The Banda Sea, 12/4/2022, National Geographic Orion
National Geographic Orion
Indonesia & Papua New Guinea
With glassy seas and no swells for most of the day, our day crossing the Banda Sea was a day for sitting on the bow and seeing what appeared. Flying fish were our constant companions, taking off as the ship approached. Many different species were discovered. Occasionally, a brown booby joined the party and attempted to catch the fish. It was entertaining to watch and a bit frustrating to photograph.
Various seabirds visited throughout the day, including an Abbott’s booby floating on a log. Some dolphins were spotted as well, and a highlight was a pod of a few hundred short-finned pilot whales. This amazing group of marine mammals lounged at the surface and surrounded our ship at one point. As sunset lit up the sky behind us, we made our way to great things ahead at Banda Island.
Mike learned early on that the best way to escape Ohio was to become a marine biologist. During college at Wittenberg University he attended a semester at Duke University's Marine Lab — that time only confirmed his love for all things oceanic and ma...
National Geographic Orion sailed east through the Solomon Sea towards Guadalcanal, our final destination. On the ship, there was a mixture of excitement to see the next island and relaxation as everyone took advantage of the last day aboard. We learned how to edit photos and watched a slideshow that encapsulated the wonderful adventure we just completed. During sunset, the lights of Honiara began to appear. What a day! What a trip!
Another day at sea, and it did not disappoint! The day started out with immaculate sunshine and clear skies. The sun was shining fiercely as we sailed towards our final destination. After breakfast, naturalist Lisa Hornak began a presentation on her work but was promptly interrupted by a pod of pilot whales! Everyone rushed to the bow to get a look at these beauties. We were easily distracted by the pantropical spotted dolphins that came to ride the bow and entertain us for quite some time. The dolphin treat was followed by a synchronized pilot whale show! The cetacean viewings were incredible, and it was only 10:00 a.m. We resumed the program, and Lisa presented her work on how climate change is affecting a small community in India. The seas were as glassy as a mirror all afternoon. Flying fish of all varieties sprinkled the surface of the sea, with every ripple appearing as if someone were skipping stones. Blue ones, pink ones, yellow ones, and polka dot ones; the color combinations were endless. An announcement was made, and guests flooded the bow for the ultimate challenge: photographing the flying fish. In the afternoon, we were treated to the final episode of Ring of Fire by guest speaker Lawrence Blair. The seas pulled us back out to the bow to view more pilot whales, terns, boobies, shearwaters, and flying fish. The clouds mystified us, and a rainbow appeared right in front of us. The day could not have been any more scenic! The evening sunset was a beautiful beginning to our Captain’s farewell cocktails, followed by a luscious gourmet dinner. To cap it all off, we ended the festivities with a rip-roaring trivia quiz night hosted by Lisa Hornak and National Geographic photographer Gabby Salazar. A great time was had by all!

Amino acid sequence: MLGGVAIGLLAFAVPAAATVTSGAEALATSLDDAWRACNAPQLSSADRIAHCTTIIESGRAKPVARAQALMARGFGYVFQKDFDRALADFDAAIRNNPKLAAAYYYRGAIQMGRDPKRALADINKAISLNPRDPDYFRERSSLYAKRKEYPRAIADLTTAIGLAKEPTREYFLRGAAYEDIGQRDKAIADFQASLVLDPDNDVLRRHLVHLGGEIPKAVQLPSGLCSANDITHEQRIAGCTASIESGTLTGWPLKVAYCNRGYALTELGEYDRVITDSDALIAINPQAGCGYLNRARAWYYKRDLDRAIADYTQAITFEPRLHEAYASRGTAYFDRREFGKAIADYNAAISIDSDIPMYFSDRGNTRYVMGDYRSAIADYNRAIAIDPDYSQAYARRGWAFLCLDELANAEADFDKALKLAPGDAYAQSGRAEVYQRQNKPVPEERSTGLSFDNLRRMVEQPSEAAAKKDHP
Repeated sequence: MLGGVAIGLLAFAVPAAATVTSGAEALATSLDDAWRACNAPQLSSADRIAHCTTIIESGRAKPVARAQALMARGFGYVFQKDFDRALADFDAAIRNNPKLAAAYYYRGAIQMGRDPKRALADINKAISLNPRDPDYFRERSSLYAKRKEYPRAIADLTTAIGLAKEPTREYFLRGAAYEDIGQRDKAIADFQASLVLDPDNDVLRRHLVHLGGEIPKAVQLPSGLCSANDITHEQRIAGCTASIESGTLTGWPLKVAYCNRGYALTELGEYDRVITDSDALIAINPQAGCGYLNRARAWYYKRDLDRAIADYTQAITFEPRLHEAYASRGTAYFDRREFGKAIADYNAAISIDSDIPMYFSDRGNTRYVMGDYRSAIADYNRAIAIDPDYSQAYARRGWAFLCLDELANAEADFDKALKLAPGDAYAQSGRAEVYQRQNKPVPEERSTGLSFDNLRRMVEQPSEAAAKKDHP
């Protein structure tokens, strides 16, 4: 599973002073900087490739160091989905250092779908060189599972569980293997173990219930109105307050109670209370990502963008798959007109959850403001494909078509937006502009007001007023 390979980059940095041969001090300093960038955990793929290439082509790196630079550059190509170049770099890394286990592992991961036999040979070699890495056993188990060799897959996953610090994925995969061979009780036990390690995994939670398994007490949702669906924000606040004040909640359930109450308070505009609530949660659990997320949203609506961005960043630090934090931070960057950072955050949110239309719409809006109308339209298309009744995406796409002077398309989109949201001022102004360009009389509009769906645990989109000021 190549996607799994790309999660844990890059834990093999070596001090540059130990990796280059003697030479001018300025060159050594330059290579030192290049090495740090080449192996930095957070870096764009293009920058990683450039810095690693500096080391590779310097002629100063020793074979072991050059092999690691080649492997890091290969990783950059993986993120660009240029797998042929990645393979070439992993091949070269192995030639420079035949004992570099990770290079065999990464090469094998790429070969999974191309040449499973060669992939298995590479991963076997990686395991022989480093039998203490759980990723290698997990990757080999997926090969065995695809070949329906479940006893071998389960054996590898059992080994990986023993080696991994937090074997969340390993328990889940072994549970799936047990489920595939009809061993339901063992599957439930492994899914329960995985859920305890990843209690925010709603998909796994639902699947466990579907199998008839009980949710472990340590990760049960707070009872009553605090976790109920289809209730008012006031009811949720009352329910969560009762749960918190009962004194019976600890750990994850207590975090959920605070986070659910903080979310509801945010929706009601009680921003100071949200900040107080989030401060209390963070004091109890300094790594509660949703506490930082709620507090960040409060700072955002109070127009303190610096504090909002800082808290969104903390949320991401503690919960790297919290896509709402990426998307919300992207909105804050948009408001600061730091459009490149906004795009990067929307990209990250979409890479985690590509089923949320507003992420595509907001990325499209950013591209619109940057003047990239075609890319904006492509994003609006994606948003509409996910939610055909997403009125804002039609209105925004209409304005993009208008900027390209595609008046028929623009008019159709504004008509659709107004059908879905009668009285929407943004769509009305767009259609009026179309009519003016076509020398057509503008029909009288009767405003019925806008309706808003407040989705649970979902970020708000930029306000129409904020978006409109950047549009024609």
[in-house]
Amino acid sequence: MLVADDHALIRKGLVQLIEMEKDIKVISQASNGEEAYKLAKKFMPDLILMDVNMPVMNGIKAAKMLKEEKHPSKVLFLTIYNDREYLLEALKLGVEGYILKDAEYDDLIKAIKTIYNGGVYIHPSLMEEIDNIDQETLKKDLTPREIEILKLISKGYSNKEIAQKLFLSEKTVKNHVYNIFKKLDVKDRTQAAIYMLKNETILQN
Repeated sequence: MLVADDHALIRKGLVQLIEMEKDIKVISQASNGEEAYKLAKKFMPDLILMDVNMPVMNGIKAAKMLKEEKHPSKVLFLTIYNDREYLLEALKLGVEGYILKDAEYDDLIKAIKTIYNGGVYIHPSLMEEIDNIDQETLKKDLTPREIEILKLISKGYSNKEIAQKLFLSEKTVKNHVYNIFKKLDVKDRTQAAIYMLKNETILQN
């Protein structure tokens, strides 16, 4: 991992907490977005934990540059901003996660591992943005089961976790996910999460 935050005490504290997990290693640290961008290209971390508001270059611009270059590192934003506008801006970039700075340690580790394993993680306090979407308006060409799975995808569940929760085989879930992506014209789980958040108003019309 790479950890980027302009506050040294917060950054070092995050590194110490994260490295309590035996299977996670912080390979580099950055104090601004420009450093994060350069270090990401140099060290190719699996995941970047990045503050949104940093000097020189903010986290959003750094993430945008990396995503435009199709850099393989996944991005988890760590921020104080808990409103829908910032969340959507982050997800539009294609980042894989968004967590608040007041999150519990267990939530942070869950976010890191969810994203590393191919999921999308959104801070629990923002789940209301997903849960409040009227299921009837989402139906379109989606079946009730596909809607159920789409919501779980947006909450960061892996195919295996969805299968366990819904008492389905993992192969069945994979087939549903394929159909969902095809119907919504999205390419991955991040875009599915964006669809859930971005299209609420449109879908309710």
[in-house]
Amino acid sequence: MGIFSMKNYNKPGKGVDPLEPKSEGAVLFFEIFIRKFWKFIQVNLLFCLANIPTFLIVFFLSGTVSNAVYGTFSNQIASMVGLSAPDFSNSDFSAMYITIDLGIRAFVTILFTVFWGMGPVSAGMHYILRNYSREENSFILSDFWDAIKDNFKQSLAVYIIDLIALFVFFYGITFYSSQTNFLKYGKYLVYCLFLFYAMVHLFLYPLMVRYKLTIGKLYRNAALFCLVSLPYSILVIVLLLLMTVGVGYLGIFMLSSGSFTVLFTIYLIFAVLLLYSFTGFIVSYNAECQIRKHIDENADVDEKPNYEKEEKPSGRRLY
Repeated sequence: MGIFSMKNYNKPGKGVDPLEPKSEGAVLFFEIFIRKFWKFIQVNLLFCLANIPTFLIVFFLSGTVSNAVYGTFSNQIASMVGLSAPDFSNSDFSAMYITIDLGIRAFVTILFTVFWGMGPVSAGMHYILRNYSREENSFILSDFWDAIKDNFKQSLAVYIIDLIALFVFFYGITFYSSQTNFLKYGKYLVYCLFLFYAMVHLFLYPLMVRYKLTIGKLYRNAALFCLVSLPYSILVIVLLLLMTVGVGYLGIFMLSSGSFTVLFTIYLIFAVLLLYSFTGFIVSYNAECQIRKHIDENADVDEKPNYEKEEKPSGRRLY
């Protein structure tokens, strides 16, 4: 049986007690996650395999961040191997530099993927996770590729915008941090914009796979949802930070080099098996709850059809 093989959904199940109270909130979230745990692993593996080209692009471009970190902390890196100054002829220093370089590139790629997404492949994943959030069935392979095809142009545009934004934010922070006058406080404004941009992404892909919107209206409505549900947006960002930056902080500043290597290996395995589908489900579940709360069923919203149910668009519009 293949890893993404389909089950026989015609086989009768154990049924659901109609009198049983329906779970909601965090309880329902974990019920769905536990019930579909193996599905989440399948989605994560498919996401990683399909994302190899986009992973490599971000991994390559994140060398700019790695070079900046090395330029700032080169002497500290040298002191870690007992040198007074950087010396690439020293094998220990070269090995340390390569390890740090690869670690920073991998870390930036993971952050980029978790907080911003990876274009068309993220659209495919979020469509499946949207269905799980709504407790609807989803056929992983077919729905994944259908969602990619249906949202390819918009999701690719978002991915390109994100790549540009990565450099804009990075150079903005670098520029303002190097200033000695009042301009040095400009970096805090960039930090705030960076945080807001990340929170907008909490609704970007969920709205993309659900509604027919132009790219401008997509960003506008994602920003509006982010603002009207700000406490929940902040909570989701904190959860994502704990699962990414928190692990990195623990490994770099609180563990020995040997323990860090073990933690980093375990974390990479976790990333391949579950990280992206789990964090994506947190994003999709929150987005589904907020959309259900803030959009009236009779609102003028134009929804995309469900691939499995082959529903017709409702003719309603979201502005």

We awoke just south of the island of Papua New Guinea and continued heading east throughout the day. We were back in deep blue water and in the realm of flying fish. We spotted many seabirds today. Feeding flocks of wedge-tailed shearwaters were a highlight. A variety of presentations kept us busy, along with time spent enjoying the nice weather on deck. Late afternoon brought a rain squall, which resulted in a double rainbow.